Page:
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WHAT. Every year, tons of geese are slaughtered in Germany, the main protagonist on the tables during Christmas Eve dinner.

WHO. This time, the tradition has pitted animal activists against German farmers, who claim that their animals have a better quality of life than those imported from Eastern Europe.

WHY? Domestic producers denounce that the "foreign geese" are a fraud and of poorer quality.

The countdown has begun for the tens of thousands of geese that year after year are slaughtered for Christmas so that "humans can use their meat, organs and feathers", denounce animal activists. It is known that feathers are not cooked, but organizations are taking advantage of the Christmas awareness campaign to attack the textile industry.

It's hard for them and not because down duvets weigh less and are warmer. The goose is one of the great protagonists on the table of the Germans. Last year, more than 500,000 were killed, but since the statistics do not record them by units but in tons, we are talking about 20,000 tons. The fact that 90% of that amount was imported from Eastern Europe does not count for animal rights activists. The nationality of the goose to be carved on Christmas Eve only matters to the national producers and they have launched their own campaign, with a rather protectionist whiff of it. "Watch out for foreign geese, there's a lot of fraud in the labels," they say.

Many retailers, German farmers warn, resort to fraudulent methods and sell products imported from extensive farms in Poland, France, Hungary and Bulgaria as domestic. And unlike the imported ones, "our geese were slowly fattened, got enough exercise, and had a comparatively good goose life," says the Consumer Advice Center. "So if you want to enjoy a good goose at Christmas, you need to pay special attention to where it comes from. If it's German, it will indicate fair breeding." Because "a German organic goose usually lives six months until it is slaughtered. He is fed green fodder, gets daily exercise, and always has access to water. All of these factors have a positive impact on quality."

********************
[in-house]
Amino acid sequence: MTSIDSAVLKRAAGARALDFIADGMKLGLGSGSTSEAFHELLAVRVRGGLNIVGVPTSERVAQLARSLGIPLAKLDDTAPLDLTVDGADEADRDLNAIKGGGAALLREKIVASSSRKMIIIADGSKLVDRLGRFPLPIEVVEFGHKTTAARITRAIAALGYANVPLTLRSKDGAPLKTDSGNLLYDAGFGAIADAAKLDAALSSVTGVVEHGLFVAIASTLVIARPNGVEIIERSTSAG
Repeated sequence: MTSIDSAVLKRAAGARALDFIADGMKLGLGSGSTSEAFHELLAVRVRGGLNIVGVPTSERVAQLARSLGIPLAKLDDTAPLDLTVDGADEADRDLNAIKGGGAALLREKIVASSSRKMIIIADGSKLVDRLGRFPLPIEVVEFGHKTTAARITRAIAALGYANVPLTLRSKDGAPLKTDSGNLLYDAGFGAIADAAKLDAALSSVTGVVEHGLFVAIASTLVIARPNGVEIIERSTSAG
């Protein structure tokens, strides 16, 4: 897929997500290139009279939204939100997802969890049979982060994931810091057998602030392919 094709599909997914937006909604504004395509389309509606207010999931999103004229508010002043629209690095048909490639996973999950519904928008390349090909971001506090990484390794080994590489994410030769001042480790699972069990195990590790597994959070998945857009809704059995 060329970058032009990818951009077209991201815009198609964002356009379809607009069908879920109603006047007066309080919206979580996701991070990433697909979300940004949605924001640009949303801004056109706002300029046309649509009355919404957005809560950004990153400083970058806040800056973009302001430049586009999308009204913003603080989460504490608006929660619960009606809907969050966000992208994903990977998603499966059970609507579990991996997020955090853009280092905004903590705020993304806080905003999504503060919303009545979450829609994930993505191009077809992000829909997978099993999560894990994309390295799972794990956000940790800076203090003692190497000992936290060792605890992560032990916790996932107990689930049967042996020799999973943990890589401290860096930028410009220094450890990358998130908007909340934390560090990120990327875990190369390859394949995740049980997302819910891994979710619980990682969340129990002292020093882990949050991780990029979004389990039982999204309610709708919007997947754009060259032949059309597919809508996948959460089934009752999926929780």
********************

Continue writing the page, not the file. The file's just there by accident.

And in the price, of course. The German goose costs about 20 euros per kilo and the imported goose, between 5 and 8 euros, always talking about specimens weighing around 3.5 kilos because the goose, as it looks good, is roasted whole. That's why "to guarantee yourself a good German goose at Christmas, order in advance and these first days of Advent is the perfect time. The demand is so high that they are often sold out long before the holidays," the producers repeat.

For animal rights activists, it doesn't matter whether they eat a goose that lived happily in Germany or one that hatched in Poland. The point is to eat vegan. "Organic farming is not much better. It often lacks outdoor water areas, as sometimes it is only stipulated that geese should have the opportunity to wet their heads with water. And even in these forms of breeding, life usually begins in hostile farms and ends brutally in the slaughterhouse at eight months at the latest, usually in St. Maarten – like pigs – or Christmas."

They remember that males and females live in crowded sterile sheds with the sole purpose of producing many eggs. "Chicks are never born in lovingly built nests, but anonymously in incubators. These birds, which naturally live in close family groups, are denied the opportunity to be a mother or father," they explain. And once in the slaughterhouse, "the animals are hung upside down by their sensitive legs to anesthetize them and then dragged through an electric toilet. Their throats are then slit to bleed them out regardless of whether the anesthesia applied to them worked perfectly, or if the partner of the sacrificed goose witnesses the slaughter, as these social animals are known to cry, like humans, when they lose someone in the family."

The ending of the goose Christmas tale depends on who tells it, but it will most likely end up on the dinner table. About 40,000 have already been ordered.

  • Poland
  • Germany
  • Bulgaria
  • Hungary
  • France